What is the best university for ME?
This is often a question that potential PhD candidates pose to me. Unfortunately, there is not a straightforward answer. Mainly because YOU will need to decide. In order to make an informed decision, I would like to draw attention to a few issues that you might want to consider before researching in which institution you want to pursue your PhD.
Pursuing a PhD is not an easy decision, it involves 3-5 years of full-time study and you will need to invest time and money to fulfill a PhD. Firstly, you will devote a great amount of time researching a specific topic, thus it is important to make sure that you are interested passionate about this topic because it will stay with you for a long time.
Thus, you might want to search PhDPortal with different keywords that will reflect your topic of choice to ensure that you have researched all available PhD programmes worldwide. Secondly, you might want to consider where you would like to live in the next 3-5 years and which PhD programme you can afford. PhDPortal provides information about higher education and living experience in different countries in Europe.
In terms of funding, you can use the Scholarshipportal which is devoted to providing scholarship information.
In relation to university selection, you might want to have a look at the available ranking systems in order to get an overview of how universities compare to each other. There are global and national ranking systems. You will find a snapshot of the ranking systems below. If you click on the links, you would be able to compare institutions often by discipline, teaching and research quality, student experience, etc.
Global University Rankings
If you are interested in getting a feel for how 'good' your university is at a global level, please click on the links below. You can find information about the rankings of institutions in the past few years, and you can apply different criteria for example rankings by discipline or by location.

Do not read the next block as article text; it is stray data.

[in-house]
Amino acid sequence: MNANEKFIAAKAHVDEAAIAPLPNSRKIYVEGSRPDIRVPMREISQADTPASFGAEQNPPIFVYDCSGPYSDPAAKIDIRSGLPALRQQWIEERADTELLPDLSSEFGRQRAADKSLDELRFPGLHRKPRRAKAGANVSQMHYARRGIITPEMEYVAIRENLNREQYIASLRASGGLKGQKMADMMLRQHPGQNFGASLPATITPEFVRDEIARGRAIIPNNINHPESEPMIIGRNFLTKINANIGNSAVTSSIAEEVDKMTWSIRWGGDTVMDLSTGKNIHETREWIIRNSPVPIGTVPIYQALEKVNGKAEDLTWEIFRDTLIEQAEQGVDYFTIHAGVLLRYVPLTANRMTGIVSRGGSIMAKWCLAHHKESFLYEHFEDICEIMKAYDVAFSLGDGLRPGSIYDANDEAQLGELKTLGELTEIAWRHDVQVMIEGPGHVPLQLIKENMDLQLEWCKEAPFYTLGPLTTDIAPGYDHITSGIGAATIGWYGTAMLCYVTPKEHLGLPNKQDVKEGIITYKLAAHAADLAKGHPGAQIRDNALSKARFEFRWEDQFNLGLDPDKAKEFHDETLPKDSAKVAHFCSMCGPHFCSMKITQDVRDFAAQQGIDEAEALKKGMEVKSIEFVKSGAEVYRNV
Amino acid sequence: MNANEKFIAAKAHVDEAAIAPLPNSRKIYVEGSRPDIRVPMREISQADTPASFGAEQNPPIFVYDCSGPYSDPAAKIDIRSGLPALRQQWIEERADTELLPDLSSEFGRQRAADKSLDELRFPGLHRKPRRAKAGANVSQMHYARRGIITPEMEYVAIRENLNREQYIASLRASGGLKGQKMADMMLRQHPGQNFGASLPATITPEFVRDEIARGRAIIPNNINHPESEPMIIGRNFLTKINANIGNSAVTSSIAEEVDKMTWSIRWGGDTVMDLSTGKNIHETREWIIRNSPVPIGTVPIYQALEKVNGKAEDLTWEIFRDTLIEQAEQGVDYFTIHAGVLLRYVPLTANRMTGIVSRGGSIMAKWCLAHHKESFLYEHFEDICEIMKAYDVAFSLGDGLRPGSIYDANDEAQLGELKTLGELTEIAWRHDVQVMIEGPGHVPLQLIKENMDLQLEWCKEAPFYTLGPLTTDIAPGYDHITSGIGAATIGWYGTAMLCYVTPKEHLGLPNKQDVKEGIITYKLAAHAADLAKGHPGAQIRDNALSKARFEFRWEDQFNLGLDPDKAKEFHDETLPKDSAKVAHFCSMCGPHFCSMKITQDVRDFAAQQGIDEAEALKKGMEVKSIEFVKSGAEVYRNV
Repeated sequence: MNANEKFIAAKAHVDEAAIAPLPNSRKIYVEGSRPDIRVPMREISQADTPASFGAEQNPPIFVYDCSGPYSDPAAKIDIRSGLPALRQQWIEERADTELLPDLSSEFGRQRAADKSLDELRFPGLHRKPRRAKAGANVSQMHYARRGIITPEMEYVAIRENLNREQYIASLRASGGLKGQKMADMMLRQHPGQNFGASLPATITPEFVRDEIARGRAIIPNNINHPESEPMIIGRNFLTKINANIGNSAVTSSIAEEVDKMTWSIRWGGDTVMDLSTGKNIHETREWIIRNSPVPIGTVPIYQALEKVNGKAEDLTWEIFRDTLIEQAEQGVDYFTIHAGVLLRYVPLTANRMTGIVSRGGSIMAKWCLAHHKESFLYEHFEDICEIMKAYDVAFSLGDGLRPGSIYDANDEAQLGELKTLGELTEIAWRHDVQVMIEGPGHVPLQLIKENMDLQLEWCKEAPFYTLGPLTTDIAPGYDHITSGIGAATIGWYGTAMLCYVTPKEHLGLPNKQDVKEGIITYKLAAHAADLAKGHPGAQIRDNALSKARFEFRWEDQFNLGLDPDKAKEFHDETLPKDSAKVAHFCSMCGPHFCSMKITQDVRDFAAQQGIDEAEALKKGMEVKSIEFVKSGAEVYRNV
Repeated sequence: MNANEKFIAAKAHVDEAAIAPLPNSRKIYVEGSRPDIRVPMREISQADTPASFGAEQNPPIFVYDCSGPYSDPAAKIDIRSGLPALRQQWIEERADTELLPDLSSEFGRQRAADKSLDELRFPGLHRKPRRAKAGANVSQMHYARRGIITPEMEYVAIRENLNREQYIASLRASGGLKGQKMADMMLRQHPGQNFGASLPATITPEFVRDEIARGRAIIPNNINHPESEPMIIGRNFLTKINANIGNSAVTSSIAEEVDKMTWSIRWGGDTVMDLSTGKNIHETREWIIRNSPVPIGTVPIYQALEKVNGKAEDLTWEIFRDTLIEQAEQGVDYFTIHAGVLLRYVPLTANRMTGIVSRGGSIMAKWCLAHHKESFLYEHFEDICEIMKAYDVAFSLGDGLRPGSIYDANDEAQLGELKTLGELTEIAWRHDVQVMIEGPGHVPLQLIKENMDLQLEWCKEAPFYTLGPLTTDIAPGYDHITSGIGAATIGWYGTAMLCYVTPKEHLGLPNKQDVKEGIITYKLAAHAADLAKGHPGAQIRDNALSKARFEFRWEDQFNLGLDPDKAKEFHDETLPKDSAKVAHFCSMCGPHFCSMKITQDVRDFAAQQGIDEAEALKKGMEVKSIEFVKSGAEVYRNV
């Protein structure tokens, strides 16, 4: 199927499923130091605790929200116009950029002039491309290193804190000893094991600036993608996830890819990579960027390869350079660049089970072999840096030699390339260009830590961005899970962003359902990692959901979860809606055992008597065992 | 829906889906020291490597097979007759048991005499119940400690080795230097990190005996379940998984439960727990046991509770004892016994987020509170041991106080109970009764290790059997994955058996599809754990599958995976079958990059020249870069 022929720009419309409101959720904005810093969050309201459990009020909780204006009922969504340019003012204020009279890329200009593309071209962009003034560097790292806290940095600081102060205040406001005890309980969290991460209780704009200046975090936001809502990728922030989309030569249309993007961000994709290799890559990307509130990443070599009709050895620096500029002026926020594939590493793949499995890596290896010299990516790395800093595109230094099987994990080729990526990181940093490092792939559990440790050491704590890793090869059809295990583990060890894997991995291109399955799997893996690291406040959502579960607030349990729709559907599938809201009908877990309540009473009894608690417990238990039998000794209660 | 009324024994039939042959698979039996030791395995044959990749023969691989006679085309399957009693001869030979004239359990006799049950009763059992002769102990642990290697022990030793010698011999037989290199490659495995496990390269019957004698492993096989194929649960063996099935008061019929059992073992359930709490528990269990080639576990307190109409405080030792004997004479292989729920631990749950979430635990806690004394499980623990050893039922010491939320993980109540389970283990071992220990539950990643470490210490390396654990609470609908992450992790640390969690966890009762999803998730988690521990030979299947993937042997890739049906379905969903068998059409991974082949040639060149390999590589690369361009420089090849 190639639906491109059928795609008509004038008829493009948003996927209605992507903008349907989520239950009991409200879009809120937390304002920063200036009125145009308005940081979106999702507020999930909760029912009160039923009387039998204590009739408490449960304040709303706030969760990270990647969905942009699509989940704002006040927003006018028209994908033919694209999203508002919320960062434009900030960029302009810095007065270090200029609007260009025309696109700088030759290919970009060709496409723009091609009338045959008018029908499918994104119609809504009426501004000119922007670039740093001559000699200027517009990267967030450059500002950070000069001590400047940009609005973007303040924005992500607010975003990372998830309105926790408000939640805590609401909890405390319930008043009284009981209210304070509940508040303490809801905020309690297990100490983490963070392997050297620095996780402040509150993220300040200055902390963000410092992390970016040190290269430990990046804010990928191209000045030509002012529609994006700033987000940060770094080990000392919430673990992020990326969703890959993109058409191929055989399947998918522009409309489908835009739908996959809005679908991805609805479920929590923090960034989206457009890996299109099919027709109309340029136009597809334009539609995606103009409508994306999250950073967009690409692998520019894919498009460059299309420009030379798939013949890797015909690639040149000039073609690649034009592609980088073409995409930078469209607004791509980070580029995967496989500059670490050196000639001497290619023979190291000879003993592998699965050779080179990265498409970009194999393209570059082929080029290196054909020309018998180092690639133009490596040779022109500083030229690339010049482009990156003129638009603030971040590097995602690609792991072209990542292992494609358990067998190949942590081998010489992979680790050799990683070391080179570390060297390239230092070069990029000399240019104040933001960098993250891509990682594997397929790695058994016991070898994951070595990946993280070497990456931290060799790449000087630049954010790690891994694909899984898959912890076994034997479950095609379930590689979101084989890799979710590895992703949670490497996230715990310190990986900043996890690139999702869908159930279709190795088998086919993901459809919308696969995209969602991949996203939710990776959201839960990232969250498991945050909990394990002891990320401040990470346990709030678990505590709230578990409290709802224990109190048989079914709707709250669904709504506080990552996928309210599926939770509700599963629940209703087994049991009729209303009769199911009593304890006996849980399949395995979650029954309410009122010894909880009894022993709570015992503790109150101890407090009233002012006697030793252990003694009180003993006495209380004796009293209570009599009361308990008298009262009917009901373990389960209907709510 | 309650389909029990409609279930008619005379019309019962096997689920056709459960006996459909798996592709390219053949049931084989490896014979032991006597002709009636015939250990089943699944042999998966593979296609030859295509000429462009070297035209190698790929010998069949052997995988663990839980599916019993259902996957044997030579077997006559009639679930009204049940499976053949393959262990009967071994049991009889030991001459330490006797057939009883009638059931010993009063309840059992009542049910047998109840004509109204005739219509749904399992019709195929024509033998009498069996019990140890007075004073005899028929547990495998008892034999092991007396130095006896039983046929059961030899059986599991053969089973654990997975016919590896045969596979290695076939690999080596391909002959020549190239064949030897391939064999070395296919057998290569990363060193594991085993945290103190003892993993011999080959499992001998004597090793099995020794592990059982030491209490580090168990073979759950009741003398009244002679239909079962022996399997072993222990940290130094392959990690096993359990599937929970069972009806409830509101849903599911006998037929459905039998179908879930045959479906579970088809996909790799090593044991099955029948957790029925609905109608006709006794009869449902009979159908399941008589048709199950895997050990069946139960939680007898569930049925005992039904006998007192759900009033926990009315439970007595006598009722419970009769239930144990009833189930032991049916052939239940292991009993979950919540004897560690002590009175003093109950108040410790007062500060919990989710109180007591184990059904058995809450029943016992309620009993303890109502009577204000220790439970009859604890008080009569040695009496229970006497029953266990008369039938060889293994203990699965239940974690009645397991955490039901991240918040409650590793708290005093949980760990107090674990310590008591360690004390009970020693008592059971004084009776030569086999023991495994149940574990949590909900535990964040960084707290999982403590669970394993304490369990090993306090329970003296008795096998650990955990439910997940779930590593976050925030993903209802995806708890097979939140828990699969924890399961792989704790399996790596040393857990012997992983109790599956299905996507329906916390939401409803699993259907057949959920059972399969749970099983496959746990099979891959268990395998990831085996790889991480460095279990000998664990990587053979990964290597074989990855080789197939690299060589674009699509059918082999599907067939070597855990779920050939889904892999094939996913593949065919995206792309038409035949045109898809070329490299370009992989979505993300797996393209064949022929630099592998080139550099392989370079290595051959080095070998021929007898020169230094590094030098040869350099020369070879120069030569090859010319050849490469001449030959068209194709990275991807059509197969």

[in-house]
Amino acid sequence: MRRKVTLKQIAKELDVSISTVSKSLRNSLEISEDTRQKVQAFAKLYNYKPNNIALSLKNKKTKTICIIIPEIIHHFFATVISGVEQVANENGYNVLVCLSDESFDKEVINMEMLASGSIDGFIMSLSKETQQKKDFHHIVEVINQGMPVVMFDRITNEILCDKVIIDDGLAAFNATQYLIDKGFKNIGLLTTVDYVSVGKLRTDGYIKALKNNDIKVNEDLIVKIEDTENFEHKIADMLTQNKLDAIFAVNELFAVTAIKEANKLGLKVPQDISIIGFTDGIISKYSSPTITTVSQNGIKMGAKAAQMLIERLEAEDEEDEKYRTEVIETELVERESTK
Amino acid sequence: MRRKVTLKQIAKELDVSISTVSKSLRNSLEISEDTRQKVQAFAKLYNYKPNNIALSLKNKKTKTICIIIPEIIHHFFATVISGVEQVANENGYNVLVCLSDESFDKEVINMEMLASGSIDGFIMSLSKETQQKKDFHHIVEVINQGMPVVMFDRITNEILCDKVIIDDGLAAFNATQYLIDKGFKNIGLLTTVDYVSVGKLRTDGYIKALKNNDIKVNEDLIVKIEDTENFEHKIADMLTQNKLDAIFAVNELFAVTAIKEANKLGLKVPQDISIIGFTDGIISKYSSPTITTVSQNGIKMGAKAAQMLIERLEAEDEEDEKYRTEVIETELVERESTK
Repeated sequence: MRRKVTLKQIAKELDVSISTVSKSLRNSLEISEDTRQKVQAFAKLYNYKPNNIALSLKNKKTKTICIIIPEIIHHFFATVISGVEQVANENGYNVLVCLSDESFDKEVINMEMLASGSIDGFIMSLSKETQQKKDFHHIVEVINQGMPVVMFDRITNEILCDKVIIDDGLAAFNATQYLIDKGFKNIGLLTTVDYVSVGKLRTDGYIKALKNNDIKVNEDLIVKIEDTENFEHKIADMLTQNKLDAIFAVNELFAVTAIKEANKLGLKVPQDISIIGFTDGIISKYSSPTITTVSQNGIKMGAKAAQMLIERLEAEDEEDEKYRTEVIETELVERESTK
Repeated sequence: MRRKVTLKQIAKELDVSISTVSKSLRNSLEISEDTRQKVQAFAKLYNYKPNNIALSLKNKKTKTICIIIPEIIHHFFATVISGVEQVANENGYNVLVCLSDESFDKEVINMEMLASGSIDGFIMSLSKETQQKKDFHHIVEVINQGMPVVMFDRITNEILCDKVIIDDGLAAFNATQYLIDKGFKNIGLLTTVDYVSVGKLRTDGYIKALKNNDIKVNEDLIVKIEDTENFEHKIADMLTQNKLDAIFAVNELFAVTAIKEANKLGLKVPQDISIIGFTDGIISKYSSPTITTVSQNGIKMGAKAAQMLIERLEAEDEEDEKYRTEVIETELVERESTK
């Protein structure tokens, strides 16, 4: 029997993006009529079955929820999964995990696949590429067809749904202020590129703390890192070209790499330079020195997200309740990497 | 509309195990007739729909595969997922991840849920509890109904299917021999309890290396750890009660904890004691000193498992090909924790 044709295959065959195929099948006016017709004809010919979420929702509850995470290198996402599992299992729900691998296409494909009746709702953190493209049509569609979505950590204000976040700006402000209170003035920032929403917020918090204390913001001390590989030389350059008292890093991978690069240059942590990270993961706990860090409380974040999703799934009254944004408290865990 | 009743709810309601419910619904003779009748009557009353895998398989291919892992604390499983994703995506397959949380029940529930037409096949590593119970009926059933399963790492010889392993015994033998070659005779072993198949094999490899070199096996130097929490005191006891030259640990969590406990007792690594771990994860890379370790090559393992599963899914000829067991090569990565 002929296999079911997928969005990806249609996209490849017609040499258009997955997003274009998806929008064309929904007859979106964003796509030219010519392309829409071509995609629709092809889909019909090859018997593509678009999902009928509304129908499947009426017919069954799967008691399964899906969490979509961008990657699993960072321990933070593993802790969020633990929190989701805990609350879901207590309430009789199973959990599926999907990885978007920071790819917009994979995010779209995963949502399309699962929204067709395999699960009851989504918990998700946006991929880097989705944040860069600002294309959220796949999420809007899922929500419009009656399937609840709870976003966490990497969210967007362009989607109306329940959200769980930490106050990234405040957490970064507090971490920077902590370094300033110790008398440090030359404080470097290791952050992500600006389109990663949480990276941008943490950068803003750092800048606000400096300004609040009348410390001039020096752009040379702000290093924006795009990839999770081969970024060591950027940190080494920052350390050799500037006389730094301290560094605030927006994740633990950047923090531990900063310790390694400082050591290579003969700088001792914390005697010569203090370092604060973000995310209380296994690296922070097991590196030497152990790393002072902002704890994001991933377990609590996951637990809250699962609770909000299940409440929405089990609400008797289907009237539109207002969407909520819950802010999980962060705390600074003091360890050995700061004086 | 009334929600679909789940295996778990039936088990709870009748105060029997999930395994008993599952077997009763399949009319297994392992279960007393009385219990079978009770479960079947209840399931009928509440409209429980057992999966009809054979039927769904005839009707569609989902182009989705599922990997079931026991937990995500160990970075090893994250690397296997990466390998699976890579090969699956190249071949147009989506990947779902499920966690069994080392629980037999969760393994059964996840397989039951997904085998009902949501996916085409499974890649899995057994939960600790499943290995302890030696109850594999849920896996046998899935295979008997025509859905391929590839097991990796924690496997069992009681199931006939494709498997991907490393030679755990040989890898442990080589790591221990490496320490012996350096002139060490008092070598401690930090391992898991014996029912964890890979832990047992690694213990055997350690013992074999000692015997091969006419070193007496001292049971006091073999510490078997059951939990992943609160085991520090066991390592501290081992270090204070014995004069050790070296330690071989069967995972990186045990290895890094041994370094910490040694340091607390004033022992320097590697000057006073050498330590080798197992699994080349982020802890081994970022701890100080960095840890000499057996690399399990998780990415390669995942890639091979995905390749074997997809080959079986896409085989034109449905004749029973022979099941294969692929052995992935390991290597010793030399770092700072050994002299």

- The World University Rankings is provided by Times Higher Education along with Thomson Reuters. This ranking system is based on 13 performance indicators and it is widely used.
- QS World University Rankings: This system enables you to compare institutions by faculty, subject, region (Asia, Europe) or best student cities.
- Academic Ranking of World Universities (ARWU) or Shanghai Rankings was the first global ranking system developed for universities and it provides annual information since 2003.
National ranking systems (UK)
If you are interested specifically in UK institutions, there are the following national rankings:
- Complete University Guide: This system provides ranking information for UK institutions since 2008 based on criteria such as entry standards, research assessment, student satisfaction and graduate prospects. You can find out how institutions compare in different UK regions and in different disciplines.
- The Guardian University Guide: The ranking scores are based on scores regarding teaching, career prospects and spending per student.
- There is also the Times Good University Guide but this is not free online - you will need to purchase it online.
All these ranking systems can provide an insight into educational institutions but bare in mind that ranking systems have been criticised about the metrics they use. Although they might give you an indication of the quality of the institution, it is advisable to check and conduct research on your own especially in relation to your personal preferences about field of study, lifestyle, funding as mentioned above.
To be accepted in a university abroad you will have to prove you meet at least the minimum English speaking requirements. You can advance your English language skills by attending language schools abroad in classes that match your current English speaking level.
Good luck with your research!